SACRAMENTO – The Legislature has passed a bill authored by Assemblymember Das Williams (D - Carpinteria), which would replace the currently mandated tuberculosis (TB) examination with a TB risk assessment and follow up TB exams, based on the results of that assessment. Assembly Bill (AB) 1667 is now headed to the Governor’s desk to be considered for a signature.
“By replacing the exam with a risk assessment and a follow up TB test, AB 1667 addresses two problems that California currently faces: False positives and shortages of TB tests,” said Williams. “My bill is consistent with guidelines from numerous expert bodies, including the Center for Disease Control and Prevention (CDC), and will allow the tuberculosis control programs to work most effectively to detect and control tuberculosis in California.”
By Assemblymember Das Williams (D-Carpinteria)
The Big Bang: an explosion in the dark giving way to a world of remarkable beauty, revolutionary ideas, and intelligent life. While this of course usually refers to the creation of the universe, it also accurately describes what happens to the human brain in its most early years.
Experts have determined that within the first five years of life, there is an outburst of activity and growth in the brain that stays with a person all throughout his or her life and which sets the stage for future learning. As early as three years old, the human brain has already reached 82 percent of its growth and 92 percent by age five.
SANTA PAULA — Assemblymember Das Williams (D-Carpinteria), in conjunction with the Boys and Girls Club of Santa Clara Valley, hosted the 2nd Annual Family Health Fair, which included free screenings for dental, glucose, blood pressure, vision, mammograms, and more. Informational booths provided attendees with education and enrollment for MediCal and Covered California, as well as information from county-wide agencies and other community organizations.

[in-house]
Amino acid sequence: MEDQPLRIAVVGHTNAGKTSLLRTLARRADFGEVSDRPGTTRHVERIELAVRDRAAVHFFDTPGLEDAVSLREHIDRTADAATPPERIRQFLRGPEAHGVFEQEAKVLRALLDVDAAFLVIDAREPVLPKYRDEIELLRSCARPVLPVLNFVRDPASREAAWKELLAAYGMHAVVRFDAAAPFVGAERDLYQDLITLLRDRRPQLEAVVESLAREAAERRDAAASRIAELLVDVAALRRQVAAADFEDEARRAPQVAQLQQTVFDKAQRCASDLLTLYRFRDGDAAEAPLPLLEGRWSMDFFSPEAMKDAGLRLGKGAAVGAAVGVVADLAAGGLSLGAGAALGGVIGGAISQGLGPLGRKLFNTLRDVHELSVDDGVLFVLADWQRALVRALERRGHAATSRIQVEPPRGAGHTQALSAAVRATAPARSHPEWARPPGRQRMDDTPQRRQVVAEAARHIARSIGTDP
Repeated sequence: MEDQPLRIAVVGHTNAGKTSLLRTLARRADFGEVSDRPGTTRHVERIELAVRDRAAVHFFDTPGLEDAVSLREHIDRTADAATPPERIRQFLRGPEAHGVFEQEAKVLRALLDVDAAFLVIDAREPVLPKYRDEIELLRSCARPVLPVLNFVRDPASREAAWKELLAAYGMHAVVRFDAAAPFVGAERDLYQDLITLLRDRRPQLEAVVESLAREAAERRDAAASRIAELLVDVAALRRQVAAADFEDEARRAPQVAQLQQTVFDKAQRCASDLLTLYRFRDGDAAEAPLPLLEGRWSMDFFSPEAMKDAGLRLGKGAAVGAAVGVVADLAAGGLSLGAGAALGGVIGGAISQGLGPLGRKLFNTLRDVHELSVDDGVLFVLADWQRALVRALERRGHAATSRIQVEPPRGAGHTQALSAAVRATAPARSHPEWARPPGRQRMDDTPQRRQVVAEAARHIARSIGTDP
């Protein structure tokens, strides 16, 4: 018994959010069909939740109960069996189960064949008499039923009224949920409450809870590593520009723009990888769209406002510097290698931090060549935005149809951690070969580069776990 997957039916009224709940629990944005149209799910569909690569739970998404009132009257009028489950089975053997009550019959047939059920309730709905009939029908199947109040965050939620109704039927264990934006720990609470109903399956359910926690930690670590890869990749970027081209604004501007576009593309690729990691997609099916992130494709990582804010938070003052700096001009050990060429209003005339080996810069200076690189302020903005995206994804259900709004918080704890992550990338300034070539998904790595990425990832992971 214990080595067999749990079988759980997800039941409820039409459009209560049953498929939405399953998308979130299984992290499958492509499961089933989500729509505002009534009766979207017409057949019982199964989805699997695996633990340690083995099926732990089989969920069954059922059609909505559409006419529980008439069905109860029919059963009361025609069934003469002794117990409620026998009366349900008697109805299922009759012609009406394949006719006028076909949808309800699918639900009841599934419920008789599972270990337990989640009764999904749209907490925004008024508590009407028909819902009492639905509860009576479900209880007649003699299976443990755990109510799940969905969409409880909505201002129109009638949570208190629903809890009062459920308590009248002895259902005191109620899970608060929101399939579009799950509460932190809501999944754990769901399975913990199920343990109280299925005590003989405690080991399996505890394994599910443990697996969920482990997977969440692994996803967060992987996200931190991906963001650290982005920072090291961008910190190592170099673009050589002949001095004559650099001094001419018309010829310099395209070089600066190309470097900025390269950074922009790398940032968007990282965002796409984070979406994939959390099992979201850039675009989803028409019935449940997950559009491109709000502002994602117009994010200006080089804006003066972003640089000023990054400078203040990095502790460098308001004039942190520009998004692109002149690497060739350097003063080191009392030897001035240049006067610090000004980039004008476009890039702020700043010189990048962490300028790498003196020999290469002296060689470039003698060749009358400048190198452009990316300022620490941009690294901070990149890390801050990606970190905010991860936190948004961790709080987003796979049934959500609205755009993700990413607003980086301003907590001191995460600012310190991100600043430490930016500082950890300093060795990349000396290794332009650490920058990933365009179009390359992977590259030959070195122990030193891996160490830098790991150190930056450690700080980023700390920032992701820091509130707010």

“I cannot emphasize enough how important it is to do regular health screenings,” Assemblymember Williams said. “For some, this may be the very first time they hear their cholesterol is high or that their vision isn’t the 20/20 they expected.”
SACRAMENTO – Assemblymember Das Williams (D – Carpinteria) released the following statement regarding the passage of the Water Quality, Supply and Infrastructure Improvement Act of 2014:
"While there are some aspects of the $7.5 billion bond that will not directly benefit Santa Barbara and Ventura Counties, there are many pieces that will have significant impacts on our region:
A lush green lawn accompanied by a range of vibrant flowers in bloom and lofty trees overhead sounds like the beginning of an inviting dream. But there’s something wrong with this picture. No, it’s not that you’re missing a strawberry-flavored margarita and a hammock. … California is in its most severe drought in decades and that lush green lawn hurts our collective ability to save enough water for basic needs.
Eight months ago, Gov. Jerry Brown declared a statewide drought emergency and asked residents to cut water use by 20 percent. We have, however, fallen woefully short of this conservation goal. Many people continue to use water, as though there is no shortage.
Employers Rely on a Well-Educated Workforce
By Assemblymember Das Williams
The Public Policy Institute of California projects that by 2025 California will be one million baccalaureate degrees short of meeting the economic productivity demands of our economy. For the first time in recent history, California is on track to produce a generation that has a lower education attainment than their parents. The state’s direct enrollment rate from high school into four-year colleges is among the lowest in the nation, and although students who transfer from community colleges to the University of California (UC) and California State University (CSU) have high success rates, transfer rates are very low.
This is a serious wake-up call; we need to prioritize ongoing funding for higher education. The prosperity of our state depends on qualified and prepared individuals in our workforce. I believe it is the responsibility of our state government and higher education institutions to ensure college is both affordable and accessible to all qualified students. As chair of the Assembly Committee on Higher Education, I have made reinvesting in higher education a top priority, but more must be done.